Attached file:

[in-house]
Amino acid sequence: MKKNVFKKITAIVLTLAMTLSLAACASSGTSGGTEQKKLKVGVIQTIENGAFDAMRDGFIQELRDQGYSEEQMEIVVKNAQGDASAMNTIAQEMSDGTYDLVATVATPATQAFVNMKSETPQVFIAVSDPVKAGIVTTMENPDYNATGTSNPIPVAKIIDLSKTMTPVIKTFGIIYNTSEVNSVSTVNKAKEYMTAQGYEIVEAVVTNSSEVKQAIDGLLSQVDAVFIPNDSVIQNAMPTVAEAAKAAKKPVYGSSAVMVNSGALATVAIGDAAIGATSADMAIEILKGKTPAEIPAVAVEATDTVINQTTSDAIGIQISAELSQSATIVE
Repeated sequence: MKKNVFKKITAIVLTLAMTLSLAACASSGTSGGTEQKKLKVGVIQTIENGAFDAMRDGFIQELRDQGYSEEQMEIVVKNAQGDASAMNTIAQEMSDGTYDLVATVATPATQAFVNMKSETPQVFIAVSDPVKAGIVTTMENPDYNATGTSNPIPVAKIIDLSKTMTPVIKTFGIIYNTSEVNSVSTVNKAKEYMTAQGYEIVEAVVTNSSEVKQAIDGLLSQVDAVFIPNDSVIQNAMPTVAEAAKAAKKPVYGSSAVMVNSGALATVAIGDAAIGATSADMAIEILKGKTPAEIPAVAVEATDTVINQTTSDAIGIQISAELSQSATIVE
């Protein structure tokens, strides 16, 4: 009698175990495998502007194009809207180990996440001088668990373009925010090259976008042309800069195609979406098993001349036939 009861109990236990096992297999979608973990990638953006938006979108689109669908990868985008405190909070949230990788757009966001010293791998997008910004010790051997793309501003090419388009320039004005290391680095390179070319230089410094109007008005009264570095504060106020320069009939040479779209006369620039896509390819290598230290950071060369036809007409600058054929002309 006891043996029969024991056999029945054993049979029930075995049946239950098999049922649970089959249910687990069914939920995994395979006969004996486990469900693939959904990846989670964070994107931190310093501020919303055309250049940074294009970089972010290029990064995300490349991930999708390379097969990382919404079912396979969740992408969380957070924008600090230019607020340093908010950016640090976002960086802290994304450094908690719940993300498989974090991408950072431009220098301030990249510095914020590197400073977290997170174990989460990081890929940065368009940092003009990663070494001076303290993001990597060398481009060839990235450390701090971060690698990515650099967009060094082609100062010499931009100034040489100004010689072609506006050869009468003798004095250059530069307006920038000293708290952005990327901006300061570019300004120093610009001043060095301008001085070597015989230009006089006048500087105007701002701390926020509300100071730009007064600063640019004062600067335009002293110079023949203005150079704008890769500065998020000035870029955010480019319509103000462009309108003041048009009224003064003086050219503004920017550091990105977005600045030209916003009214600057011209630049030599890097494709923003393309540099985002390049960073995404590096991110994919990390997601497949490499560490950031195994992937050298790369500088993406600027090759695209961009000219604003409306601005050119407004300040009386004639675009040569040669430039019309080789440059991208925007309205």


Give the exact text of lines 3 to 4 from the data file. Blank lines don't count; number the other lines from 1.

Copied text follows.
Repeated sequence: MKKNVFKKITAIVLTLAMTLSLAACASSGTSGGTEQKKLKVGVIQTIENGAFDAMRDGFIQELRDQGYSEEQMEIVVKNAQGDASAMNTIAQEMSDGTYDLVATVATPATQAFVNMKSETPQVFIAVSDPVKAGIVTTMENPDYNATGTSNPIPVAKIIDLSKTMTPVIKTFGIIYNTSEVNSVSTVNKAKEYMTAQGYEIVEAVVTNSSEVKQAIDGLLSQVDAVFIPNDSVIQNAMPTVAEAAKAAKKPVYGSSAVMVNSGALATVAIGDAAIGATSADMAIEILKGKTPAEIPAVAVEATDTVINQTTSDAIGIQISAELSQSATIVE
């Protein structure tokens, strides 16, 4: 009698175990495998502007194009809207180990996440001088668990373009925010090259976008042309800069195609979406098993001349036939 009861109990236990096992297999979608973990990638953006938006979108689109669908990868985008405190909070949230990788757009966001010293791998997008910004010790051997793309501003090419388009320039004005290391680095390179070319230089410094109007008005009264570095504060106020320069009939040479779209006369620039896509390819290598230290950071060369036809007409600058054929002309 006891043996029969024991056999029945054993049979029930075995049946239950098999049922649970089959249910687990069914939920995994395979006969004996486990469900693939959904990846989670964070994107931190310093501020919303055309250049940074294009970089972010290029990064995300490349991930999708390379097969990382919404079912396979969740992408969380957070924008600090230019607020340093908010950016640090976002960086802290994304450094908690719940993300498989974090991408950072431009220098301030990249510095914020590197400073977290997170174990989460990081890929940065368009940092003009990663070494001076303290993001990597060398481009060839990235450390701090971060690698990515650099967009060094082609100062010499931009100034040489100004010689072609506006050869009468003798004095250059530069307006920038000293708290952005990327901006300061570019300004120093610009001043060095301008001085070597015989230009006089006048500087105007701002701390926020509300100071730009007064600063640019004062600067335009002293110079023949203005150079704008890769500065998020000035870029955010480019319509103000462009309108003041048009009224003064003086050219503004920017550091990105977005600045030209916003009214600057011209630049030599890097494709923003393309540099985002390049960073995404590096991110994919990390997601497949490499560490950031195994992937050298790369500088993406600027090759695209961009000219604003409306601005050119407004300040009386004639675009040569040669430039019309080789440059991208925007309205």